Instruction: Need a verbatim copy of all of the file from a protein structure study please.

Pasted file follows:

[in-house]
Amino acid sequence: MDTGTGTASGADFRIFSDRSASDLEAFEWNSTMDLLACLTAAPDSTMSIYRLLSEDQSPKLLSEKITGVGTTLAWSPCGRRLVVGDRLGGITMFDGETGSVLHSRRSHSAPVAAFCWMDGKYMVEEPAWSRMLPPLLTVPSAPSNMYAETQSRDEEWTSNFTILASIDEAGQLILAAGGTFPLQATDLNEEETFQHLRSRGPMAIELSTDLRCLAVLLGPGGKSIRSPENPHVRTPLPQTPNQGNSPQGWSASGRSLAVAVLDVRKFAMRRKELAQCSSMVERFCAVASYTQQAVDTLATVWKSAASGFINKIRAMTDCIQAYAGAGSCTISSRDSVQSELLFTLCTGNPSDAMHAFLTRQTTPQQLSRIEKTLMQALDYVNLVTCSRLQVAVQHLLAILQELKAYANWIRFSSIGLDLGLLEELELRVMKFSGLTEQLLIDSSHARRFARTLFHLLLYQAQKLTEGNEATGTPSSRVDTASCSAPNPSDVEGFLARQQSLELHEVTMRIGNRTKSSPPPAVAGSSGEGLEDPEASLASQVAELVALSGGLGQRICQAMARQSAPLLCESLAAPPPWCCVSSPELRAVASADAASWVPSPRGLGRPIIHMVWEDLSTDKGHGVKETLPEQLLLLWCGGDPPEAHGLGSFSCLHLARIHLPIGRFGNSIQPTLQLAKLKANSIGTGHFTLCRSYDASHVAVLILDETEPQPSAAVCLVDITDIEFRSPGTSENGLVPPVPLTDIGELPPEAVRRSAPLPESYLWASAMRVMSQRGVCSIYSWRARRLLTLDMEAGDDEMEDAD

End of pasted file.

[in-house]
Amino acid sequence: MDTGTGTASGADFRIFSDRSASDLEAFEWNSTMDLLACLTAAPDSTMSIYRLLSEDQSPKLLSEKITGVGTTLAWSPCGRRLVVGDRLGGITMFDGETGSVLHSRRSHSAPVAAFCWMDGKYMVEEPAWSRMLPPLLTVPSAPSNMYAETQSRDEEWTSNFTILASIDEAGQLILAAGGTFPLQATDLNEEETFQHLRSRGPMAIELSTDLRCLAVLLGPGGKSIRSPENPHVRTPLPQTPNQGNSPQGWSASGRSLAVAVLDVRKFAMRRKELAQCSSMVERFCAVASYTQQAVDTLATVWKSAASGFINKIRAMTDCIQAYAGAGSCTISSRDSVQSELLFTLCTGNPSDAMHAFLTRQTTPQQLSRIEKTLMQALDYVNLVTCSRLQVAVQHLLAILQELKAYANWIRFSSIGLDLGLLEELELRVMKFSGLTEQLLIDSSHARRFARTLFHLLLYQAQKLTEGNEATGTPSSRVDTASCSAPNPSDVEGFLARQQSLELHEVTMRIGNRTKSSPPPAVAGSSGEGLEDPEASLASQVAELVALSGGLGQRICQAMARQSAPLLCESLAAPPPWCCVSSPELRAVASADAASWVPSPRGLGRPIIHMVWEDLSTDKGHGVKETLPEQLLLLWCGGDPPEAHGLGSFSCLHLARIHLPIGRFGNSIQPTLQLAKLKANSIGTGHFTLCRSYDASHVAVLILDETEPQPSAAVCLVDITDIEFRSPGTSENGLVPPVPLTDIGELPPEAVRRSAPLPESYLWASAMRVMSQRGVCSIYSWRARRLLTLDMEAGDDEMEDAD